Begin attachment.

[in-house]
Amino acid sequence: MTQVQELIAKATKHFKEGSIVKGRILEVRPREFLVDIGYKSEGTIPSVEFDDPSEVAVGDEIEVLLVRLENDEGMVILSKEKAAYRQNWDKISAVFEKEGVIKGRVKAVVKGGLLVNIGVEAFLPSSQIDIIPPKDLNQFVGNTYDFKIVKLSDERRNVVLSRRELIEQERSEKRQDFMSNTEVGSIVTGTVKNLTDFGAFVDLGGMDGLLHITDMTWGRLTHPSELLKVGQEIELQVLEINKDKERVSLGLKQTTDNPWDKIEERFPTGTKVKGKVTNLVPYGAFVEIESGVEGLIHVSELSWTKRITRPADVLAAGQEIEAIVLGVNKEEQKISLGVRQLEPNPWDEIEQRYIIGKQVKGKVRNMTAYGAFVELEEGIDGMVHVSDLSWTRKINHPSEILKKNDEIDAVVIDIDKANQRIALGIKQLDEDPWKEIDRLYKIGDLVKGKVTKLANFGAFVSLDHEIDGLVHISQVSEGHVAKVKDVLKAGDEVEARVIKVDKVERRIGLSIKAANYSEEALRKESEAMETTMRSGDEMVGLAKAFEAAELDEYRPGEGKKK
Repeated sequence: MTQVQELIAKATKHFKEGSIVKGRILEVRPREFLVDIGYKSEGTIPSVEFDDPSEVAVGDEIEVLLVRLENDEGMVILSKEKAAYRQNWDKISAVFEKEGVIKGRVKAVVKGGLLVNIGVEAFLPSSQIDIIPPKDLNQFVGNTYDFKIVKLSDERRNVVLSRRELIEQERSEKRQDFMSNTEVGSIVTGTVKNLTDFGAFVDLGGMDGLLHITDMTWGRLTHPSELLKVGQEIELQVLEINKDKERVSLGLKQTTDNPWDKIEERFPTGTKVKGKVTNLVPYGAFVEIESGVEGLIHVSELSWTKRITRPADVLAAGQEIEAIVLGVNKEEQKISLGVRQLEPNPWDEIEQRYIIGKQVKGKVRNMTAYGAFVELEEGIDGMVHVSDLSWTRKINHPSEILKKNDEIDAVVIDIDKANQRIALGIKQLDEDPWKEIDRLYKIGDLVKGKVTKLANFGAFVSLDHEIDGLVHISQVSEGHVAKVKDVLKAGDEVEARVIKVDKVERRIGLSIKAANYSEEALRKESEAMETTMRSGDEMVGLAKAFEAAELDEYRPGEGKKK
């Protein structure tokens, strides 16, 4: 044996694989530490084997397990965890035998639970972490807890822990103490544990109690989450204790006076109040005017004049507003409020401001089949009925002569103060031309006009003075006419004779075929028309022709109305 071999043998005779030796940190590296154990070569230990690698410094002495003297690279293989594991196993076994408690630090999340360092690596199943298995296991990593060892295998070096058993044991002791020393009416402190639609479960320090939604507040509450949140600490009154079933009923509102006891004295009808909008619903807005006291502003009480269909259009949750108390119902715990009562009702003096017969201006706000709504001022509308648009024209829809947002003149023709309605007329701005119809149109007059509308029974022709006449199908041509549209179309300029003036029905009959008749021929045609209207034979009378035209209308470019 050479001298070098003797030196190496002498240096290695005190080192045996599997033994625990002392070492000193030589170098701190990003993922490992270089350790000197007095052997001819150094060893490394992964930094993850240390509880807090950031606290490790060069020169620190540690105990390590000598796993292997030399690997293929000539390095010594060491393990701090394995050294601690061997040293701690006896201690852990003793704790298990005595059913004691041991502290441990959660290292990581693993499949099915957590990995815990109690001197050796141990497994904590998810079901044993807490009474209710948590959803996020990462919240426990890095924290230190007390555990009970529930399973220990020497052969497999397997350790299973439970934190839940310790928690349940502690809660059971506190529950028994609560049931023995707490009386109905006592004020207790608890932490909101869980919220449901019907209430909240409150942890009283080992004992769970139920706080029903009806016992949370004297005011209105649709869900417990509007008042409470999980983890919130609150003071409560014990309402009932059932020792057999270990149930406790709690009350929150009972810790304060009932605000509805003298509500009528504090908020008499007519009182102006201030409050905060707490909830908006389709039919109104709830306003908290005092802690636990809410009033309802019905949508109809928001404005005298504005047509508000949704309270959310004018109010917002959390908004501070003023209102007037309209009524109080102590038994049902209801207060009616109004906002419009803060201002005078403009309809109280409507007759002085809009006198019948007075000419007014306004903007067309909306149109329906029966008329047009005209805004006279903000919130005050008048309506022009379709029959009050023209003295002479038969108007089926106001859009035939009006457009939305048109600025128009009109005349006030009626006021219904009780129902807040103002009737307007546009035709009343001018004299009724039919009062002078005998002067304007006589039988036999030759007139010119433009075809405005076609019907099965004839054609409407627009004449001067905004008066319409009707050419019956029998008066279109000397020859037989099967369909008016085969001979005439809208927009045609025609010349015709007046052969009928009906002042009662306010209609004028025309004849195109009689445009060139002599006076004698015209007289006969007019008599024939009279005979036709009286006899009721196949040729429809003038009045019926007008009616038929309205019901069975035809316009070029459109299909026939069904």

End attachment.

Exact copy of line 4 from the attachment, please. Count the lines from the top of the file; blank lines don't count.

């Protein structure tokens, strides 16, 4: 044996694989530490084997397990965890035998639970972490807890822990103490544990109690989450204790006076109040005017004049507003409020401001089949009925002569103060031309006009003075006419004779075929028309022709109305 071999043998005779030796940190590296154990070569230990690698410094002495003297690279293989594991196993076994408690630090999340360092690596199943298995296991990593060892295998070096058993044991002791020393009416402190639609479960320090939604507040509450949140600490009154079933009923509102006891004295009808909008619903807005006291502003009480269909259009949750108390119902715990009562009702003096017969201006706000709504001022509308648009024209829809947002003149023709309605007329701005119809149109007059509308029974022709006449199908041509549209179309300029003036029905009959008749021929045609209207034979009378035209209308470019 050479001298070098003797030196190496002498240096290695005190080192045996599997033994625990002392070492000193030589170098701190990003993922490992270089350790000197007095052997001819150094060893490394992964930094993850240390509880807090950031606290490790060069020169620190540690105990390590000598796993292997030399690997293929000539390095010594060491393990701090394995050294601690061997040293701690006896201690852990003793704790298990005595059913004691041991502290441990959660290292990581693993499949099915957590990995815990109690001197050796141990497994904590998810079901044993807490009474209710948590959803996020990462919240426990890095924290230190007390555990009970529930399973220990020497052969497999397997350790299973439970934190839940310790928690349940502690809660059971506190529950028994609560049931023995707490009386109905006592004020207790608890932490909101869980919220449901019907209430909240409150942890009283080992004992769970139920706080029903009806016992949370004297005011209105649709869900417990509007008042409470999980983890919130609150003071409560014990309402009932059932020792057999270990149930406790709690009350929150009972810790304060009932605000509805003298509500009528504090908020008499007519009182102006201030409050905060707490909830908006389709039919109104709830306003908290005092802690636990809410009033309802019905949508109809928001404005005298504005047509508000949704309270959310004018109010917002959390908004501070003023209102007037309209009524109080102590038994049902209801207060009616109004906002419009803060201002005078403009309809109280409507007759002085809009006198019948007075000419007014306004903007067309909306149109329906029966008329047009005209805004006279903000919130005050008048309506022009379709029959009050023209003295002479038969108007089926106001859009035939009006457009939305048109600025128009009109005349006030009626006021219904009780129902807040103002009737307007546009035709009343001018004299009724039919009062002078005998002067304007006589039988036999030759007139010119433009075809405005076609019907099965004839054609409407627009004449001067905004008066319409009707050419019956029998008066279109000397020859037989099967369909008016085969001979005439809208927009045609025609010349015709007046052969009928009906002042009662306010209609004028025309004849195109009689445009060139002599006076004698015209007289006969007019008599024939009279005979036709009286006899009721196949040729429809003038009045019926007008009616038929309205019901069975035809316009070029459109299909026939069904």